The United Nations World Food Programme and The Farjam Collection Gallery have launched an exhibit to help fight hunger, featuring artworks by Middle Eastern artists.
Art gallery joins with food programme to highlight world hunger
The United Nations World Food Programme (WFP) is continuing to work extensively with the art community in the UAE to encourage donations for its projects and to raise awareness on various issues.
Over the next two months, the WFP is collaborating with The Farjam Collection Gallery at DIFC to put the spotlight on hunger – the result of which can be seen through 32 pieces of art donated by emerging and established Middle Eastern artists. The exhibition, titled Aware, runs until March 7.
Aware was unveiled during the Art Nights @ Gate Village event on Sunday and includes an array of paintings, calligraphy, sculptures and photographs. The exhibition features 24 Iranian artists including Ahmad Esfandiari, the renowned painter, the children’s book illustrator Parviz Kalantari and the multimedia artist Faride Lashayi.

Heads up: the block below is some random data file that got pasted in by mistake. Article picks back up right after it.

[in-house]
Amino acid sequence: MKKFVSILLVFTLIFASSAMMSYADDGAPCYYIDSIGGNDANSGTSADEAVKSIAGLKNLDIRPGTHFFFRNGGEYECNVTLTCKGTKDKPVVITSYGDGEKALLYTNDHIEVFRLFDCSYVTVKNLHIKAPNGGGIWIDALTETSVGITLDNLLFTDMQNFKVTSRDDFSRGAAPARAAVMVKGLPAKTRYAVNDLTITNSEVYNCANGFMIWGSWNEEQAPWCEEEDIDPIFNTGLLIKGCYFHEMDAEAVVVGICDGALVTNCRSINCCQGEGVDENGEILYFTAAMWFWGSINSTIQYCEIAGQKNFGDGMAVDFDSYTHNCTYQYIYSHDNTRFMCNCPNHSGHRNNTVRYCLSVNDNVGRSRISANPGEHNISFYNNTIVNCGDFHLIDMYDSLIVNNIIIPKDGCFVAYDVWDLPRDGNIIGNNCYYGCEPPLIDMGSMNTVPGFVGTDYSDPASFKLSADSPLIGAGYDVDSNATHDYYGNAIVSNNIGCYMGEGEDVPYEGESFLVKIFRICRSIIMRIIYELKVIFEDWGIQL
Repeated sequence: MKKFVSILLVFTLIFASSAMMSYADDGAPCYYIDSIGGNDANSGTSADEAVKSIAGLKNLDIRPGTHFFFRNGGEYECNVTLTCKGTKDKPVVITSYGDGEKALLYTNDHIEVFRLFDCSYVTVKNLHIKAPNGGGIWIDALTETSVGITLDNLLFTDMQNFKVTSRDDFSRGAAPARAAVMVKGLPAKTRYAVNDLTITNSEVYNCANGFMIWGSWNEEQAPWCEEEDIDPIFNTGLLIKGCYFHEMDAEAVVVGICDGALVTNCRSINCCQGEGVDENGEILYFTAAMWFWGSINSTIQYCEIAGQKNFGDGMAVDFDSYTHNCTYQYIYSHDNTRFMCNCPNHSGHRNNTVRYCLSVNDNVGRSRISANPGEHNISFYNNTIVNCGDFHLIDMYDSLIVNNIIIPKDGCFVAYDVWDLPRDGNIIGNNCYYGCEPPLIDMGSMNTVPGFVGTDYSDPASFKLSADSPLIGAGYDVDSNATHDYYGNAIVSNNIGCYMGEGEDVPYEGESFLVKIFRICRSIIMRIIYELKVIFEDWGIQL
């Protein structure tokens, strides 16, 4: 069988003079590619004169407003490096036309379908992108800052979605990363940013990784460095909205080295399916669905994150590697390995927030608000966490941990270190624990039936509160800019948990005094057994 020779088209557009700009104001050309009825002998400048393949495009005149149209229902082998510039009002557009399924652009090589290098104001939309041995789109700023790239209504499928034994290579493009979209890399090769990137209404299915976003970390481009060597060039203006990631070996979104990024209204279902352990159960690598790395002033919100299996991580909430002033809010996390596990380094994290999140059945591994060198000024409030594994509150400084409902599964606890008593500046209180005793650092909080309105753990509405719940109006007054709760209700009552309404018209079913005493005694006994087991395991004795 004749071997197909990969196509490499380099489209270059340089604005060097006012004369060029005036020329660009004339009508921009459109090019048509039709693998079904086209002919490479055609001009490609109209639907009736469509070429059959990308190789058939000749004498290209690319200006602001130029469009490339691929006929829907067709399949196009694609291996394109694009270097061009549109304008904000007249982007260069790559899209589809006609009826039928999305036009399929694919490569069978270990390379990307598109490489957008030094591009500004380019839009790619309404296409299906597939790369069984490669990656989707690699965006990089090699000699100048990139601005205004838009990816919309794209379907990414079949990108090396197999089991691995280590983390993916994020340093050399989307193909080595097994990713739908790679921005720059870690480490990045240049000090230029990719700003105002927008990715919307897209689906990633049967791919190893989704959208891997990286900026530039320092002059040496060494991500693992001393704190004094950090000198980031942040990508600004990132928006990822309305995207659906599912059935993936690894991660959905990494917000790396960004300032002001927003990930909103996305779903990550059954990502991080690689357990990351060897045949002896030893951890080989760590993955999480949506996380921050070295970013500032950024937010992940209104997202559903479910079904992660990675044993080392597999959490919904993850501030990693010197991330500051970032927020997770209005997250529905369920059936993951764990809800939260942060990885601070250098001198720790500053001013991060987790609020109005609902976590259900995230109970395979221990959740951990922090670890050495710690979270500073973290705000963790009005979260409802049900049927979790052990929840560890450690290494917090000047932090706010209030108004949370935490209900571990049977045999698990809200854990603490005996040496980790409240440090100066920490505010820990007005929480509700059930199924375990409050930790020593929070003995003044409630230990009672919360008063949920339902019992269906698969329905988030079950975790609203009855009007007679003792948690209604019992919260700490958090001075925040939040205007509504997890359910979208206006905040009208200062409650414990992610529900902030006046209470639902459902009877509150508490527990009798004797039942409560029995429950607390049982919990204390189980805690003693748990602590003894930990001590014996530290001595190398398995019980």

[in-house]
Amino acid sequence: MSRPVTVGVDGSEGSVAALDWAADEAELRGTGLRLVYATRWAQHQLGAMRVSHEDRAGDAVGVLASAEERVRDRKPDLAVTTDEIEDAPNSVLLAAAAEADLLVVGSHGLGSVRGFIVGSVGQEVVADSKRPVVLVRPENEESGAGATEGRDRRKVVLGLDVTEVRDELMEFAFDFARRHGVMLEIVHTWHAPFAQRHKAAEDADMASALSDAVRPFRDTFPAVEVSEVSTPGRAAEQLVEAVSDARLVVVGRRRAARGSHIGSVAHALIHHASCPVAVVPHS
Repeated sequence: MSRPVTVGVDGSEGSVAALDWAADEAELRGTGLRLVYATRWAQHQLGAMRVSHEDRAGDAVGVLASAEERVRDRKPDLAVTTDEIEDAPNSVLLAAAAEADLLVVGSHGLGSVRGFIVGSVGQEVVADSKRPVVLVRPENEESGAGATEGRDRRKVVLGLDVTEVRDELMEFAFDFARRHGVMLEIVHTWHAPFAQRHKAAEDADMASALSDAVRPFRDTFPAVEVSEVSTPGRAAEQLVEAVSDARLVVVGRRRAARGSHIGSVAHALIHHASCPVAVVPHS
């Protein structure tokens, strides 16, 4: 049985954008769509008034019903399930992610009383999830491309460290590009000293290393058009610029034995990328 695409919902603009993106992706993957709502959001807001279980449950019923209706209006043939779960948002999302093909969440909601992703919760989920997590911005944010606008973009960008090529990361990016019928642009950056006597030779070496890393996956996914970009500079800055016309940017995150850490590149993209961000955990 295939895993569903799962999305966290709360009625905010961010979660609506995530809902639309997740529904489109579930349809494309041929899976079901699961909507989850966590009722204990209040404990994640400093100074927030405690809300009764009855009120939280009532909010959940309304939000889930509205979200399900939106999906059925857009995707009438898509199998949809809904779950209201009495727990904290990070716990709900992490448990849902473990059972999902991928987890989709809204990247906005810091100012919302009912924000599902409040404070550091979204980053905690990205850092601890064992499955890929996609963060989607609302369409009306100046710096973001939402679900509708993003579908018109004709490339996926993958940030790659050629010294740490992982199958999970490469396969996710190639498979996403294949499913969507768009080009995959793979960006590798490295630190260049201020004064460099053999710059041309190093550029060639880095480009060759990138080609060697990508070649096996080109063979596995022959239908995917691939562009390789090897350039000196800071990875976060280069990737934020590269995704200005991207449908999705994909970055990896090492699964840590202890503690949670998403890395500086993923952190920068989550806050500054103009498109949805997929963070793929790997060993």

The public is also invited to an auction in March, after the exhibition concludes. Proceeds will go to the WFP’s operations to assist those fighting impoverishment and malnutrition.
“Artists are, in a way, messengers,” says Elise Bijon, the partnerships and business development manager for WFP. “These Middle Eastern artists have come together with one shared vision – to help free the world from hunger. It’s very magical, selfless and they are heroes.”
With the support of the artists and several Dubai galleries, the WFP is able to have access to decision makers and donors that can help with their causes. “We feel that while we help to feed bodies, art feeds the soul, so it works together very well,” says Bijon. The Farjam Collection has long been interested in educational programmes and philanthropy, so when the idea to collaborate with the WFP presented itself, it was a “perfect opportunity”, according to its collection and exhibition coordinator, Austin Hamilton.
“Art is a vehicle for communication and it raises emotions without being confrontational or too political,” says Hamilton. “And through art, the positive side of the Middle East is also shown.”